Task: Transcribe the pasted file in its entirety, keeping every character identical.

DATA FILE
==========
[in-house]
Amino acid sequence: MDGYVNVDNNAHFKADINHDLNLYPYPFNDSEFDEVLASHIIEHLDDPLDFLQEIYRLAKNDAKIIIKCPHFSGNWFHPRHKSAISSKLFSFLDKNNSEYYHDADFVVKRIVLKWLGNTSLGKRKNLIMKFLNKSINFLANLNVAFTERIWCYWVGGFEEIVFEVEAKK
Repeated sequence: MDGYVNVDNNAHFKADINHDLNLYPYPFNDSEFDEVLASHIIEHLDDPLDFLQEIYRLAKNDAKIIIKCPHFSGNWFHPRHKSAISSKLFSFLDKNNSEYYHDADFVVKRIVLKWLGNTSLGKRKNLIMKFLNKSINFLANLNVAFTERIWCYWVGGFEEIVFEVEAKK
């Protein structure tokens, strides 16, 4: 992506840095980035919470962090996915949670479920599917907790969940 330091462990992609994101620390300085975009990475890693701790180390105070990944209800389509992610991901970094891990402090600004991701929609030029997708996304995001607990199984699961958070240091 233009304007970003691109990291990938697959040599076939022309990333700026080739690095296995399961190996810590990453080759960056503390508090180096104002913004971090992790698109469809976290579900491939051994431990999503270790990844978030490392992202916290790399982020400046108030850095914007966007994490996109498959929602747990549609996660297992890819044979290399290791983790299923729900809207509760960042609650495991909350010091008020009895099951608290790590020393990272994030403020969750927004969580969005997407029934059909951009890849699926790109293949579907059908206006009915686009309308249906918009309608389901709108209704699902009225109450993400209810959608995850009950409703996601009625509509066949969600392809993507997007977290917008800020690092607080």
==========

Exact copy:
[in-house]
Amino acid sequence: MDGYVNVDNNAHFKADINHDLNLYPYPFNDSEFDEVLASHIIEHLDDPLDFLQEIYRLAKNDAKIIIKCPHFSGNWFHPRHKSAISSKLFSFLDKNNSEYYHDADFVVKRIVLKWLGNTSLGKRKNLIMKFLNKSINFLANLNVAFTERIWCYWVGGFEEIVFEVEAKK
Repeated sequence: MDGYVNVDNNAHFKADINHDLNLYPYPFNDSEFDEVLASHIIEHLDDPLDFLQEIYRLAKNDAKIIIKCPHFSGNWFHPRHKSAISSKLFSFLDKNNSEYYHDADFVVKRIVLKWLGNTSLGKRKNLIMKFLNKSINFLANLNVAFTERIWCYWVGGFEEIVFEVEAKK
């Protein structure tokens, strides 16, 4: 992506840095980035919470962090996915949670479920599917907790969940 330091462990992609994101620390300085975009990475890693701790180390105070990944209800389509992610991901970094891990402090600004991701929609030029997708996304995001607990199984699961958070240091 233009304007970003691109990291990938697959040599076939022309990333700026080739690095296995399961190996810590990453080759960056503390508090180096104002913004971090992790698109469809976290579900491939051994431990999503270790990844978030490392992202916290790399982020400046108030850095914007966007994490996109498959929602747990549609996660297992890819044979290399290791983790299923729900809207509760960042609650495991909350010091008020009895099951608290790590020393990272994030403020969750927004969580969005997407029934059909951009890849699926790109293949579907059908206006009915686009309308249906918009309608389901709108209704699902009225109450993400209810959608995850009950409703996601009625509509066949969600392809993507997007977290917008800020690092607080």